“You cannot step into the same river twice.”
“The invisible connection is stronger than the visible.”

(after Heraclitus, 530–470 BC)

The works of art in this room are exhibited in chronological order, to illustrate the great periods of Greek art (1–6). Some of them can be precisely dated to a decade: Greek masters followed the artistic patterns they inherited from their predecessors, but they also kept on renewing them. Sometimes change was slow, as in the case of Geometric pottery (8–10), sometimes it was revolutionary, as with the invention of the red-figure technique in Athenian vase painting (ca. 525 BC, 16), or finding new expressions for balancing the sculpted human figure (the introduction of contrapposto in the early 5th century, 21). All this created radically new possibilities for the representation of movement.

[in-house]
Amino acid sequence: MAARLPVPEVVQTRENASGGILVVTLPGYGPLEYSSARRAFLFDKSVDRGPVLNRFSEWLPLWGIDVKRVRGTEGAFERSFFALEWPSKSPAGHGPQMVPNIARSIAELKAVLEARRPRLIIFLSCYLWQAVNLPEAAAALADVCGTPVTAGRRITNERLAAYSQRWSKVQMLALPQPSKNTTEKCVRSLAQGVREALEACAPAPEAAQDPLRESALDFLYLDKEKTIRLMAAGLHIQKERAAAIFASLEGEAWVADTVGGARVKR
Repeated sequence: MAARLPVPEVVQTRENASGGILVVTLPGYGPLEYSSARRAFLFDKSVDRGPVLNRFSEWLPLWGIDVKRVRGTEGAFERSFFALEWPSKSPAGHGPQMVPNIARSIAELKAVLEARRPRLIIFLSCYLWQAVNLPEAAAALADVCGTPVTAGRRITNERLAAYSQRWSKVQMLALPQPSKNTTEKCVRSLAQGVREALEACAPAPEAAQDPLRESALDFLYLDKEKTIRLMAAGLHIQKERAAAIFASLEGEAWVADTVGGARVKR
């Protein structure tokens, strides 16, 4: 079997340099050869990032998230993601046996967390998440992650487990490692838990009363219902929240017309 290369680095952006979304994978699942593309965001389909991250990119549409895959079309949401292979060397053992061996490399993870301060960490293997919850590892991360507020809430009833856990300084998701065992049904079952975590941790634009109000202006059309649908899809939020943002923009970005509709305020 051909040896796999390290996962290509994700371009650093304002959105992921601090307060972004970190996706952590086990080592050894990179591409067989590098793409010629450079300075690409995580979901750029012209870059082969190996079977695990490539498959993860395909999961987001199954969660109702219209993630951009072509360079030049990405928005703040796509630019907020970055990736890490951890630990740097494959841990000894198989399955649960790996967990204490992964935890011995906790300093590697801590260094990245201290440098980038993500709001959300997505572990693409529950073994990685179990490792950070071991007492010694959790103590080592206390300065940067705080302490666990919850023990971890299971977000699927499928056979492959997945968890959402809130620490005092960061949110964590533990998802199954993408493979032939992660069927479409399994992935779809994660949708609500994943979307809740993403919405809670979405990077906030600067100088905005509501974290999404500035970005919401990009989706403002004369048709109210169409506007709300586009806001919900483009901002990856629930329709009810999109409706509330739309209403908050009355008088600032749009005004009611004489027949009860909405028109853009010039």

The works of art represent a number of genres and span about half a millennium, but they still have something in common. In each period, artists created precisely constructed, one-of-a-kind compositions. This effort is palpable both in the composition of painted vases, and in the principles governing the representation of the human body.

Accuracy in composition is also characteristic in the representations of the human figure (20). The chorus of dancers on the Geometric hydria, or the sculpted forms of the Perinthos kouros fit into long-standing artistic traditions; their harmony derives from the beautiful execution of inherited models.

Classical works of art represent free movement, and the depicted gestures affect the entire body (21–23). Human figures are also characterised by a strict inner order, where harmony is created through the synthesis of movements.